Flattop Mountain (Alaska)

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Flattop Mountain rises to 3,550 feet just above Anchorage, Alaska, where it is perhaps the most recognizable part of the natural skyline, along with Mount Susitna ("Sleeping Lady") and Mount McKinley (Denali). Flattop is among the westernmost peaks of the Chugach Mountains, which start at Anchorage and run east to the border with Canada. It is the most-climbed peak in the state, due to its proximity to Anchorage and relative ease of access. The mountain lies a little over 1,200 feet above and east of the very popular Glen Alps trailhead, above Blueberry Hill, and between the rugged glacier-carved valleys of Powerline Pass to the north and Rabbit Creek valley, which leads to Rabbit Lake, to the south.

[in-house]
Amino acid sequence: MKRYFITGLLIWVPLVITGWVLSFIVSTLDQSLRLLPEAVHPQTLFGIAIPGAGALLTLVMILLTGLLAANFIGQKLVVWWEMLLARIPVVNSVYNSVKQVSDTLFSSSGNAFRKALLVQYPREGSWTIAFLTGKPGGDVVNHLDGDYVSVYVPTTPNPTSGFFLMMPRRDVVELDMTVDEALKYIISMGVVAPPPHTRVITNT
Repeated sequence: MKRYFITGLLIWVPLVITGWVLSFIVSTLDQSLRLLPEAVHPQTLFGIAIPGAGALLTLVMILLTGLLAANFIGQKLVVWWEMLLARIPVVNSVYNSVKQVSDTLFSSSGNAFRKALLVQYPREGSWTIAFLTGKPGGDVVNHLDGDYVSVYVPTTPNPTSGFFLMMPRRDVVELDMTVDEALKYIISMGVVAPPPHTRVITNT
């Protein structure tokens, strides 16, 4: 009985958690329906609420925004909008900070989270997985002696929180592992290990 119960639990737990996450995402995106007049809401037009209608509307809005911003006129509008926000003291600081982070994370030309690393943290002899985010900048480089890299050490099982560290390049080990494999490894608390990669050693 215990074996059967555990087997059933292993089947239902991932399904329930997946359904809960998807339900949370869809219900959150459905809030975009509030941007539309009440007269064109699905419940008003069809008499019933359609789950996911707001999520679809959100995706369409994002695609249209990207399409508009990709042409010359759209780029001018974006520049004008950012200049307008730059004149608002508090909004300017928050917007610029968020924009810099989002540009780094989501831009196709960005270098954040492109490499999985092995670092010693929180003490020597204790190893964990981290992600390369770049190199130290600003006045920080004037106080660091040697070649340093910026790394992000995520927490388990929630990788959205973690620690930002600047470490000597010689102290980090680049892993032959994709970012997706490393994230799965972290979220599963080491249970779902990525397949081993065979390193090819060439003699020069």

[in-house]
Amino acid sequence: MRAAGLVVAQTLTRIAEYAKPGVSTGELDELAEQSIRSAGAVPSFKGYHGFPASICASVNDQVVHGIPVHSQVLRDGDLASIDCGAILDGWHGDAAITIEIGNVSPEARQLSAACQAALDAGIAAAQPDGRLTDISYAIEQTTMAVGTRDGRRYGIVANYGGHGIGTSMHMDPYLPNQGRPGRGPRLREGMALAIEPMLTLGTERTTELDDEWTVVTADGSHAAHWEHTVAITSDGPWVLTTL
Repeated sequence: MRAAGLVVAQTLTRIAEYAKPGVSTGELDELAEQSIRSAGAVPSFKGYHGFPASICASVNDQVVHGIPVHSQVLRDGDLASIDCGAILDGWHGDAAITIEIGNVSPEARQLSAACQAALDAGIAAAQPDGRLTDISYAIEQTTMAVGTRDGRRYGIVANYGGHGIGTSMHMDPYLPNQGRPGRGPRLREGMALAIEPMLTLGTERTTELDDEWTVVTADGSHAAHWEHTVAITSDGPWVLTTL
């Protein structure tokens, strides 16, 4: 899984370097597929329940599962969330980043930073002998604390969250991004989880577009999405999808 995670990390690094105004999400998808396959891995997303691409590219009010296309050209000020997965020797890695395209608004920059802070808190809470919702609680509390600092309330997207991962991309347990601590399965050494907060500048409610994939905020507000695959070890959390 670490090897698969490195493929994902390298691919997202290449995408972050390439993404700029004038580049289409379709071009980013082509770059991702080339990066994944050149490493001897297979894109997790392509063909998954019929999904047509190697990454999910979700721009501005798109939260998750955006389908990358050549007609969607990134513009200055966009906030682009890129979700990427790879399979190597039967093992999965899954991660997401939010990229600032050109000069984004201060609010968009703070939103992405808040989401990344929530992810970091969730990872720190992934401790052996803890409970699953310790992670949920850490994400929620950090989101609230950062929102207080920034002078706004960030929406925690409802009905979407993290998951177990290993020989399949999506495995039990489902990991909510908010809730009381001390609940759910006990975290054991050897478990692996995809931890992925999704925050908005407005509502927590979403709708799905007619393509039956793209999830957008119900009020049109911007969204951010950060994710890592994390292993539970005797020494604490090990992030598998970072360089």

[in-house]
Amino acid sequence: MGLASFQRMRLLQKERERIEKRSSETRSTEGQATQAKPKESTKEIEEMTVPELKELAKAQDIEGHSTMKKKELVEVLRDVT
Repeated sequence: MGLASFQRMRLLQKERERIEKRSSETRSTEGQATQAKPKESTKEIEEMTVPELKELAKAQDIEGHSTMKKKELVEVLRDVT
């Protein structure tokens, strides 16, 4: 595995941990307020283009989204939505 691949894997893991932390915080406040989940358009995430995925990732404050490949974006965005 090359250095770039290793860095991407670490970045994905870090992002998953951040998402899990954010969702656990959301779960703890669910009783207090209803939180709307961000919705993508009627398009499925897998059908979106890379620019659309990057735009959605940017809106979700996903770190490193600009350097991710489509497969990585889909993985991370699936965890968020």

One of the main reasons for the popularity of the hike to the top of Flattop is the stunning view of the entire peninsula that Anchorage rests on (called the "Anchorage bowl").
(CC) Photo: Rob Baird
View of Anchorage from Flattop.
The top of the mountain is actually flat for a considerable area, though sloping down slightly to the east. So it is easy for get-togethers, both planned and impromptu, to occur on Flattop, especially and famously on summer solstice. This day has a special significance in Alaska, since it is the longest day of the year, and, especially from a high point like Flattop, the sky never gets fully dark, even at 1 AM. The hike itself is fairly short (about three miles round trip) but moderately difficult, because of the steep elevation gain--and just before the peak itself, very steep indeed, with loose rocks and other hazards.

Most of the trail to Flattop and the mountain itself lie above the treeline, which is around 1,500 in the Chugach Mountains, and so a scenic alpine tundra, replete with colorful flowers, low-lying shrubs, moss, and lichen on rocks.